By Charles Derber and Suren Moodliar
Many Americans – even those who recognize capitalism’s destructive impacts – find the idea of discarding capitalism for a more just system unimaginable. Yes, capitalism is part of the problem. But, they think, realistically, the world is not going to invent anytime fast a visionary postcapitalist system. Meanwhile we barrel toward environmental destruction. If we’re going to be pragmatic, as millions of concerned Americans believe, we should listen to the growing number of capitalist leaders and companies who are taking climate change seriously and proposing their own solution: green capitalism.
Capitalist companies are already responding to market incentives promoting green technologies that are important in slowing climate change. In fact, Big Tech leaders such as Bill Gates are beginning to focus on climate change, with Gates writing a 2021 book on how to transform the world to save the environment. But a closer look shows that Gates, like most corporate leaders in the United States and around the world, sees climate change as mainly a technological problem to be solved not by system change or politics but by innovative technologies. Gates starts off saying he is not a political guy but a tech expert. New technologies can get carbon emissions way down, without needing to distract ourselves with the giant and disagreeable task of changing our economic system. In fact, in his view, it is the Big Tech capitalist companies, as well as the smaller tech capitalist entrepreneurs that will solve climate change; capitalism is not the problem but the solution!
Gates’s technological approach to the climate crisis typifies the “progressive” capitalist factions, including powerful capitalist groups in Europe and the developing world, willing to acknowledge a deep climate crisis. Technological innovation on a grand scale, subsidized by states when necessary, makes “green” capitalists like Gates, believe even more fervently in capitalism because they see it as the only system generating and rewarding technological initiatives of the kind necessary to stop climate change.
Support our Independent Journalism — Donate Today!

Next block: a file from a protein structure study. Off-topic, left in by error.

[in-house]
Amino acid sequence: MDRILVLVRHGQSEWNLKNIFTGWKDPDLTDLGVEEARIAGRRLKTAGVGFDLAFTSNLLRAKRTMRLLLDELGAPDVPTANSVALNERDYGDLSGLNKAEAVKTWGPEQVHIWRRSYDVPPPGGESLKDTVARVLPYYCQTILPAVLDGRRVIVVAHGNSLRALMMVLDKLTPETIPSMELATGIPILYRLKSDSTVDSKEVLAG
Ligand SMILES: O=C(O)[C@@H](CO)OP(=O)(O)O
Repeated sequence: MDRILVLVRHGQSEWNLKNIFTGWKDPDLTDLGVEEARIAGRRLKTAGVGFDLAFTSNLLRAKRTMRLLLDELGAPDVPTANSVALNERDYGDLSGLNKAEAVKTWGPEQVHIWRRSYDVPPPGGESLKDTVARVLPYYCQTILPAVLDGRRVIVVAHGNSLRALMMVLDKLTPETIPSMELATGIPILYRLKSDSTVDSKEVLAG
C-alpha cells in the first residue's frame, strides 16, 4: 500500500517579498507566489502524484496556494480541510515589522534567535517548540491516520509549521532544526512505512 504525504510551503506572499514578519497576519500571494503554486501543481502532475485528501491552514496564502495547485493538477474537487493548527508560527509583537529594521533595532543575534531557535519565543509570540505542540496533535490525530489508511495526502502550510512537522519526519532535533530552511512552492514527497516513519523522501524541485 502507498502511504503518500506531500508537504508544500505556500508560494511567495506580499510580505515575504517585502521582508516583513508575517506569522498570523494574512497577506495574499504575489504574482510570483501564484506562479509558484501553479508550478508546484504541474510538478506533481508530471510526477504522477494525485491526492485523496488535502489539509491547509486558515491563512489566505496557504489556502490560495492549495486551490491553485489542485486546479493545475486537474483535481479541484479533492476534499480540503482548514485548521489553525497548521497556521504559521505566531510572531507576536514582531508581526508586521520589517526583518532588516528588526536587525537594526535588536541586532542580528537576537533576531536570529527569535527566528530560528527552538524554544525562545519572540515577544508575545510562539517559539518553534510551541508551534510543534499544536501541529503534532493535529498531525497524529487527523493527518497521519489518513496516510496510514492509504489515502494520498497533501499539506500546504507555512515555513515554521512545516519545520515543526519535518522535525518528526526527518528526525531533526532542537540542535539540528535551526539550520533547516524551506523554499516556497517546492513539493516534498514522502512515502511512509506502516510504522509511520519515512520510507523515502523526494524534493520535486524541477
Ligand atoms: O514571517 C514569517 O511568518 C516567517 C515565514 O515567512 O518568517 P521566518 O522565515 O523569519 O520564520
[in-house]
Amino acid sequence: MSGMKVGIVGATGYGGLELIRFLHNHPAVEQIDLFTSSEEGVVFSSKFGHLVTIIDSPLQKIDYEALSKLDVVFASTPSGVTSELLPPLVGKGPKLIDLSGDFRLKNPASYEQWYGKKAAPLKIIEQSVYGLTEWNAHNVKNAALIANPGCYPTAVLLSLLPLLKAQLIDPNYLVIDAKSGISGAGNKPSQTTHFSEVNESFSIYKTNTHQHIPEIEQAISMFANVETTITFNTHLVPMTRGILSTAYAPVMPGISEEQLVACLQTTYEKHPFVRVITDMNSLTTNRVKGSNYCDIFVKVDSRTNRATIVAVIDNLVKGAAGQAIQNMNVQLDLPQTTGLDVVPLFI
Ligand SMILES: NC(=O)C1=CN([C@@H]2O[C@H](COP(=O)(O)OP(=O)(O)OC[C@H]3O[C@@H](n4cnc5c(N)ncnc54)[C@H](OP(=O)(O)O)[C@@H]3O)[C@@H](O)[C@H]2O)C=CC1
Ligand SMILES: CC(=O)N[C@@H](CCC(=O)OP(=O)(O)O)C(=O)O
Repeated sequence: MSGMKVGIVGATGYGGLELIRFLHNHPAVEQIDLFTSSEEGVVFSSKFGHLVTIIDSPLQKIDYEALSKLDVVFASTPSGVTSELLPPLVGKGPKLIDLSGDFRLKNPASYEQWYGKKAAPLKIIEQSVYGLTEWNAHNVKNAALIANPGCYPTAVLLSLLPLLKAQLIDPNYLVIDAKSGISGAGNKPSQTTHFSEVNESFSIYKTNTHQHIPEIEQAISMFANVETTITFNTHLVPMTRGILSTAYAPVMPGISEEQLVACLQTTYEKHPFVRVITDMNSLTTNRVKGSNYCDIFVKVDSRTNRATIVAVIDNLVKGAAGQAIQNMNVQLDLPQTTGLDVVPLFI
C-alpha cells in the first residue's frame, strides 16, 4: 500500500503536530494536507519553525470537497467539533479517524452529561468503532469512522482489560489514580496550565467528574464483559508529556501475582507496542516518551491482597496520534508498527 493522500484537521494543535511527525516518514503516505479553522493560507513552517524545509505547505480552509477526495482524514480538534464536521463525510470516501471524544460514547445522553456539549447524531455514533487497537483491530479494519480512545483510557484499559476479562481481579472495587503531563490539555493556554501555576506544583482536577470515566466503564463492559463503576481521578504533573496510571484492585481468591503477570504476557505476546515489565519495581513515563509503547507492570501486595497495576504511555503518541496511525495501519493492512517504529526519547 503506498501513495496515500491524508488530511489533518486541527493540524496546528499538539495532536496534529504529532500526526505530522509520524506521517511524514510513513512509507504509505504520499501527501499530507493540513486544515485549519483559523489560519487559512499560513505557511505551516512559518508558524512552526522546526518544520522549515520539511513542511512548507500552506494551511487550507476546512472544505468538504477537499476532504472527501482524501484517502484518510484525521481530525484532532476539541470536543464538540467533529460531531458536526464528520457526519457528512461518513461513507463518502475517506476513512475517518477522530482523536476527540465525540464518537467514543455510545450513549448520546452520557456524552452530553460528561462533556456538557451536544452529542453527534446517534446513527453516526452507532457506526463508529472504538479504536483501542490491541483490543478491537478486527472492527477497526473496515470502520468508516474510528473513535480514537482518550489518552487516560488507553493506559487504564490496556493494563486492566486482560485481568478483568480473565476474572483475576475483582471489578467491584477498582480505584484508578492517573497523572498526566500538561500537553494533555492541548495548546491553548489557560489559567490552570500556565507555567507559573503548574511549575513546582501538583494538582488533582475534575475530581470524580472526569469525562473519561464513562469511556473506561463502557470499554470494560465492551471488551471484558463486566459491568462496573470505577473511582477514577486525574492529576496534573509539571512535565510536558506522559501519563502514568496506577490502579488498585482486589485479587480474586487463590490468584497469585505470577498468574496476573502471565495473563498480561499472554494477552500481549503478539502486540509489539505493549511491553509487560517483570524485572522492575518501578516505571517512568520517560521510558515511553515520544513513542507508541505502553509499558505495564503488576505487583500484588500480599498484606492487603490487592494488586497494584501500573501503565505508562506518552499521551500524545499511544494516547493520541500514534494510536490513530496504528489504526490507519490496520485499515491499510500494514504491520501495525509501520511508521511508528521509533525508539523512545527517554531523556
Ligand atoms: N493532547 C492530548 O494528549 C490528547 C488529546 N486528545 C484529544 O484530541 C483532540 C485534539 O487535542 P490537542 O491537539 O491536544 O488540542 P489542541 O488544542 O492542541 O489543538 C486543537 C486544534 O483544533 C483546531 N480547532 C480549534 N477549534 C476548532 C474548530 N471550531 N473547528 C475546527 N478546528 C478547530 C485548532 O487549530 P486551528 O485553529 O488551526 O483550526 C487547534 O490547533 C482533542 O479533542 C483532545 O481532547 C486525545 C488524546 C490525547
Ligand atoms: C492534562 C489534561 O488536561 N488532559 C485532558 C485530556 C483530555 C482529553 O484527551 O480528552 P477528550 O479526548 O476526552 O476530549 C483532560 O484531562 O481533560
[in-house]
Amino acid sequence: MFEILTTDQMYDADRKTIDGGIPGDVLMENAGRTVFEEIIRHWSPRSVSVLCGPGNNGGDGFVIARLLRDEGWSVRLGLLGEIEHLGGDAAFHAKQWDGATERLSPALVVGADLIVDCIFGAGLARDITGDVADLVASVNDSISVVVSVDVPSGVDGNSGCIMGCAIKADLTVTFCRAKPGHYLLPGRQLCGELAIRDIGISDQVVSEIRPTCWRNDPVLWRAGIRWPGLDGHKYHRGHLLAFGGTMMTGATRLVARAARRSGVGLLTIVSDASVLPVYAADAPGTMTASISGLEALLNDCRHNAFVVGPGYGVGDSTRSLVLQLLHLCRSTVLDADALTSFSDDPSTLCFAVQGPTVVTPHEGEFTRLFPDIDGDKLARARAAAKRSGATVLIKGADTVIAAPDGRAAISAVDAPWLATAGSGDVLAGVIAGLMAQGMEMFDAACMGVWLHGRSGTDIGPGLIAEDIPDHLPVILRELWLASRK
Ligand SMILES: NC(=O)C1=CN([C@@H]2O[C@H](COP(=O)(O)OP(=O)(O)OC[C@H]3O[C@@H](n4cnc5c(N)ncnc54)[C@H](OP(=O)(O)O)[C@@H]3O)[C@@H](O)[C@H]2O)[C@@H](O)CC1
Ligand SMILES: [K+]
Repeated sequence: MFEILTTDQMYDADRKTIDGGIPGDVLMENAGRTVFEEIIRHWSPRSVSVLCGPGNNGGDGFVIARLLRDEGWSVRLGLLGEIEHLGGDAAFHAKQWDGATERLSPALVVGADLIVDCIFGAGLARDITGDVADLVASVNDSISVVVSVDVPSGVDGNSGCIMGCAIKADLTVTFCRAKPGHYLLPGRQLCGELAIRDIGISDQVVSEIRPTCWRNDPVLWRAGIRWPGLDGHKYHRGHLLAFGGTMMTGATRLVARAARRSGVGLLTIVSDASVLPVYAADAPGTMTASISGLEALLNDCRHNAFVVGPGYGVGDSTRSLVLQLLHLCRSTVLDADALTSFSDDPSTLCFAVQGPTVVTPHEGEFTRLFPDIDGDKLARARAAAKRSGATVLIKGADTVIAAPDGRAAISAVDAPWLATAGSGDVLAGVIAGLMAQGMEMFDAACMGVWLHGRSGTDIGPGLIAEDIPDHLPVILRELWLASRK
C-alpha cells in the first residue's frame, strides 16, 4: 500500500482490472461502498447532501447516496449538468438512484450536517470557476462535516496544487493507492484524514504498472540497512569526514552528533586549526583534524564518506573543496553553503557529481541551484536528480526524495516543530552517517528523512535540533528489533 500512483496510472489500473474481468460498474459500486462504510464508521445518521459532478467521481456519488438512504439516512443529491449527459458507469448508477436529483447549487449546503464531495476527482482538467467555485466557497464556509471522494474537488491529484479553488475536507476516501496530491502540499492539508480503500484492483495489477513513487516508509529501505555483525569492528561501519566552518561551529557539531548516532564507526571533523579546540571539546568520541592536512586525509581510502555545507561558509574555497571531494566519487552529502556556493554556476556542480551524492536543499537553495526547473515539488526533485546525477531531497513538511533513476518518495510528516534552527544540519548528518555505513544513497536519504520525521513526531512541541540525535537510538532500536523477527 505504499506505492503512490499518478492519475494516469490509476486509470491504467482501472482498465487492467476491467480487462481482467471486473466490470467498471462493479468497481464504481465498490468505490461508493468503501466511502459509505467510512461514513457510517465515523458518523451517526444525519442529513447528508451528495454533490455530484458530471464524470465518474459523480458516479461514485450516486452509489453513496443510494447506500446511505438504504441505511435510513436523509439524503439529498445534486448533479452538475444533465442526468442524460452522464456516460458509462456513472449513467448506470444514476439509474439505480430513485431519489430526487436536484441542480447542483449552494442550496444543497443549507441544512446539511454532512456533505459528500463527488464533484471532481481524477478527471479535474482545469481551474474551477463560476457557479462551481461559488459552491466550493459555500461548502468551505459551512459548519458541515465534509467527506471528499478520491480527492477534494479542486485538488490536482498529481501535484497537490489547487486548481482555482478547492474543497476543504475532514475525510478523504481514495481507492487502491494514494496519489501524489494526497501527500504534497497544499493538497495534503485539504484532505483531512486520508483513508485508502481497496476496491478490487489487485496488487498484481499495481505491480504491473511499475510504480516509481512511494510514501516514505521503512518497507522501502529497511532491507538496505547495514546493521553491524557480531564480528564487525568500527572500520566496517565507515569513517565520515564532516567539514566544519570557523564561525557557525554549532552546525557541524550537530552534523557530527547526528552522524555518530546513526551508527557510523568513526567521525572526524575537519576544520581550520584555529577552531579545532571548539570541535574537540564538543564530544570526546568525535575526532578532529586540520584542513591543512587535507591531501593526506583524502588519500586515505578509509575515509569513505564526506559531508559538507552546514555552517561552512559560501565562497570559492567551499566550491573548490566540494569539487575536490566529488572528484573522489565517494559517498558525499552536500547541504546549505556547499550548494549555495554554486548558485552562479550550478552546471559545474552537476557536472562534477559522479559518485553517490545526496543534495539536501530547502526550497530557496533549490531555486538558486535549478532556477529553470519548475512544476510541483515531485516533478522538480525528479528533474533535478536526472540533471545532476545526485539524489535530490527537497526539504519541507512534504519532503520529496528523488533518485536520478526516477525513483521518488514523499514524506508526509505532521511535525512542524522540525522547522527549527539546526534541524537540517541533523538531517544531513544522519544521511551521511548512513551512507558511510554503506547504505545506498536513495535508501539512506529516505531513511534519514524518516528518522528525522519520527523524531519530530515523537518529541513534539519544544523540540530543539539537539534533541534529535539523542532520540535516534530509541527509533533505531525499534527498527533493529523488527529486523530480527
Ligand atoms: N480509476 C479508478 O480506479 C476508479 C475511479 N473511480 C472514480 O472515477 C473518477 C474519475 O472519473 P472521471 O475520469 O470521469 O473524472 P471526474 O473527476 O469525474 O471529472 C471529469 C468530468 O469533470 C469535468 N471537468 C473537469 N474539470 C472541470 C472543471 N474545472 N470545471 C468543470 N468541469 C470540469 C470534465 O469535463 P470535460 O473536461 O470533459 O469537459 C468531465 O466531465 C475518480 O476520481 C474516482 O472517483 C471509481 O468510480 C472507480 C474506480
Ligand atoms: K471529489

Moreover, because they see markets as rational and responsive to consumers, increasing public concern about flooding, drought, and extreme heat, are likely viewed as providing the “market signals” that will presumably increase the profitability of green investments. Twenty-first-century capitalist entrepreneurs – people like Elon Musk who have already made a fortune from electric cars – see this as the wave of the future. And even big corporations will end up on the global green capitalist wave. GM has announced it plans to stop producing gas engine cars by 2035 and go fully electric. Ford is building its electric F-150 Lightening trucks – one of the most popular vehicles in America – and plans to dramatically increase its electric truck and car fleet, President’ Biden’s 2023 executive order that half of all new US cars and trucks must be electric by 2030. Many other huge global companies are promising to drastically reduce their carbon emissions; Amazon has pledged to reach net-zero emissions by 2040 and Walmart promises to eliminate emissions by 2035. Their expectation is that the entire global capitalist system will follow – and save the planet.
This “capitalist solution” is seductive but deeply flawed. “Green” technology, such as wind turbines, solar panels, and electric cars, incurs grave environmental costs:
Every stage of the life cycle of any manufactured product exacts environmental costs: habitat destruction, biodiversity loss and pollution (including carbon emissions) from extraction of raw materials, manufacturing/ construction, through to disposal. Thus, it is the increasing global material footprint that is fundamentally the reason for the twin climate and ecological crises.